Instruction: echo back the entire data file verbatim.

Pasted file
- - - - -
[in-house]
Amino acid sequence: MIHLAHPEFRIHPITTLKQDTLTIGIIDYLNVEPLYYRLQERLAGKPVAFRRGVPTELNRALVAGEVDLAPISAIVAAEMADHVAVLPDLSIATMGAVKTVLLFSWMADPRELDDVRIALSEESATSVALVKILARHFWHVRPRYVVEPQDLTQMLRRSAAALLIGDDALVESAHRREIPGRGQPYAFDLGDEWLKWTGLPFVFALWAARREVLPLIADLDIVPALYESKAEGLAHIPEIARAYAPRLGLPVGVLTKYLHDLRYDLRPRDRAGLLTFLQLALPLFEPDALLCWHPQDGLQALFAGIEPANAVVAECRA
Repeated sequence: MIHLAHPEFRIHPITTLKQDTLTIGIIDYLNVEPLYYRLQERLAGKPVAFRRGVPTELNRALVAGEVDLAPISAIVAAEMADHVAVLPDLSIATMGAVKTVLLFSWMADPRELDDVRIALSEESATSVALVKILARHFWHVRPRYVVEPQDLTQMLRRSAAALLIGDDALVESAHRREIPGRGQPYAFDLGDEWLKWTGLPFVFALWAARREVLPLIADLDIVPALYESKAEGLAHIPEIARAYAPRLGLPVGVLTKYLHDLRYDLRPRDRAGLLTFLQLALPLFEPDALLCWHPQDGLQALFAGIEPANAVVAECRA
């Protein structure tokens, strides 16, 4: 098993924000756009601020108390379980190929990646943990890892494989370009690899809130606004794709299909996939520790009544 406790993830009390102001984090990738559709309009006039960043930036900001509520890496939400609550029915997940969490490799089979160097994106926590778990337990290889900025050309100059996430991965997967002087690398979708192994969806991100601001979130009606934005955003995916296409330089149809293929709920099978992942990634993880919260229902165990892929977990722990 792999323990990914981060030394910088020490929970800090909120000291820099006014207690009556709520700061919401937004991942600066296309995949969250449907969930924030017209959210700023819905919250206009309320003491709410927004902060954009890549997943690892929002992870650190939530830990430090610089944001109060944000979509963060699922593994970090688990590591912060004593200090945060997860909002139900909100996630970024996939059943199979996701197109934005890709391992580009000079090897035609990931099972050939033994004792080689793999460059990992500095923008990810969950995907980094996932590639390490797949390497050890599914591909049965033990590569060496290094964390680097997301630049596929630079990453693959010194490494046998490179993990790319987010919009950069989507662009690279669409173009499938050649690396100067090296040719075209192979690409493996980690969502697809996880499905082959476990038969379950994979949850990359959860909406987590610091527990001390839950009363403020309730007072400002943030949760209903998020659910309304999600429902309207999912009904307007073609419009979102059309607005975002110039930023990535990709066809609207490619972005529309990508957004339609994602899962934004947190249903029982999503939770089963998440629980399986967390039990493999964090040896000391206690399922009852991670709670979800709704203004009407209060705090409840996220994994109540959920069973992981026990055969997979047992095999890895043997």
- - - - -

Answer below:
[in-house]
Amino acid sequence: MIHLAHPEFRIHPITTLKQDTLTIGIIDYLNVEPLYYRLQERLAGKPVAFRRGVPTELNRALVAGEVDLAPISAIVAAEMADHVAVLPDLSIATMGAVKTVLLFSWMADPRELDDVRIALSEESATSVALVKILARHFWHVRPRYVVEPQDLTQMLRRSAAALLIGDDALVESAHRREIPGRGQPYAFDLGDEWLKWTGLPFVFALWAARREVLPLIADLDIVPALYESKAEGLAHIPEIARAYAPRLGLPVGVLTKYLHDLRYDLRPRDRAGLLTFLQLALPLFEPDALLCWHPQDGLQALFAGIEPANAVVAECRA
Repeated sequence: MIHLAHPEFRIHPITTLKQDTLTIGIIDYLNVEPLYYRLQERLAGKPVAFRRGVPTELNRALVAGEVDLAPISAIVAAEMADHVAVLPDLSIATMGAVKTVLLFSWMADPRELDDVRIALSEESATSVALVKILARHFWHVRPRYVVEPQDLTQMLRRSAAALLIGDDALVESAHRREIPGRGQPYAFDLGDEWLKWTGLPFVFALWAARREVLPLIADLDIVPALYESKAEGLAHIPEIARAYAPRLGLPVGVLTKYLHDLRYDLRPRDRAGLLTFLQLALPLFEPDALLCWHPQDGLQALFAGIEPANAVVAECRA
């Protein structure tokens, strides 16, 4: 098993924000756009601020108390379980190929990646943990890892494989370009690899809130606004794709299909996939520790009544 406790993830009390102001984090990738559709309009006039960043930036900001509520890496939400609550029915997940969490490799089979160097994106926590778990337990290889900025050309100059996430991965997967002087690398979708192994969806991100601001979130009606934005955003995916296409330089149809293929709920099978992942990634993880919260229902165990892929977990722990 792999323990990914981060030394910088020490929970800090909120000291820099006014207690009556709520700061919401937004991942600066296309995949969250449907969930924030017209959210700023819905919250206009309320003491709410927004902060954009890549997943690892929002992870650190939530830990430090610089944001109060944000979509963060699922593994970090688990590591912060004593200090945060997860909002139900909100996630970024996939059943199979996701197109934005890709391992580009000079090897035609990931099972050939033994004792080689793999460059990992500095923008990810969950995907980094996932590639390490797949390497050890599914591909049965033990590569060496290094964390680097997301630049596929630079990453693959010194490494046998490179993990790319987010919009950069989507662009690279669409173009499938050649690396100067090296040719075209192979690409493996980690969502697809996880499905082959476990038969379950994979949850990359959860909406987590610091527990001390839950009363403020309730007072400002943030949760209903998020659910309304999600429902309207999912009904307007073609419009979102059309607005975002110039930023990535990709066809609207490619972005529309990508957004339609994602899962934004947190249903029982999503939770089963998440629980399986967390039990493999964090040896000391206690399922009852991670709670979800709704203004009407209060705090409840996220994994109540959920069973992981026990055969997979047992095999890895043997």